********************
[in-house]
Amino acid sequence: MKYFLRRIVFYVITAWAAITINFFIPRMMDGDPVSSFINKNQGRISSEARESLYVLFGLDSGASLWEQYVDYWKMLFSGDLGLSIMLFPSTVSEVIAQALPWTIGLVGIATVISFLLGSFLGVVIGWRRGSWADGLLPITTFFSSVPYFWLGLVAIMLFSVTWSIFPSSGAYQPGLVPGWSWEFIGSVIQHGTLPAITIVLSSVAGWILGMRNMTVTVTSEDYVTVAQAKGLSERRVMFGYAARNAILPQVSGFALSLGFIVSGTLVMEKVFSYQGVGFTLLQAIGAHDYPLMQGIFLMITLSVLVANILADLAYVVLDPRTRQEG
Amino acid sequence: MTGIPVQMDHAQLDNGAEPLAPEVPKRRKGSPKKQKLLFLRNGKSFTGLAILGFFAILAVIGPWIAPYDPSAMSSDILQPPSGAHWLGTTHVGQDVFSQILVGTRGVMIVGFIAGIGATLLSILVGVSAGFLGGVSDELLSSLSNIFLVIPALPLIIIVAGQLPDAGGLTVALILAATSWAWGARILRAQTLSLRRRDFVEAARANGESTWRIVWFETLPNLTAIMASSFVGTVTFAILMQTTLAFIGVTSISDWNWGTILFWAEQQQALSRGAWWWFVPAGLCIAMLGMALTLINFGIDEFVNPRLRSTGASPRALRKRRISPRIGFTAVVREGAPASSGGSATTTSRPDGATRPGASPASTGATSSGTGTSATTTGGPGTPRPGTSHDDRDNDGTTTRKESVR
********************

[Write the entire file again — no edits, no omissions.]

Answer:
[in-house]
Amino acid sequence: MKYFLRRIVFYVITAWAAITINFFIPRMMDGDPVSSFINKNQGRISSEARESLYVLFGLDSGASLWEQYVDYWKMLFSGDLGLSIMLFPSTVSEVIAQALPWTIGLVGIATVISFLLGSFLGVVIGWRRGSWADGLLPITTFFSSVPYFWLGLVAIMLFSVTWSIFPSSGAYQPGLVPGWSWEFIGSVIQHGTLPAITIVLSSVAGWILGMRNMTVTVTSEDYVTVAQAKGLSERRVMFGYAARNAILPQVSGFALSLGFIVSGTLVMEKVFSYQGVGFTLLQAIGAHDYPLMQGIFLMITLSVLVANILADLAYVVLDPRTRQEG
Amino acid sequence: MTGIPVQMDHAQLDNGAEPLAPEVPKRRKGSPKKQKLLFLRNGKSFTGLAILGFFAILAVIGPWIAPYDPSAMSSDILQPPSGAHWLGTTHVGQDVFSQILVGTRGVMIVGFIAGIGATLLSILVGVSAGFLGGVSDELLSSLSNIFLVIPALPLIIIVAGQLPDAGGLTVALILAATSWAWGARILRAQTLSLRRRDFVEAARANGESTWRIVWFETLPNLTAIMASSFVGTVTFAILMQTTLAFIGVTSISDWNWGTILFWAEQQQALSRGAWWWFVPAGLCIAMLGMALTLINFGIDEFVNPRLRSTGASPRALRKRRISPRIGFTAVVREGAPASSGGSATTTSRPDGATRPGASPASTGATSSGTGTSATTTGGPGTPRPGTSHDDRDNDGTTTRKESVR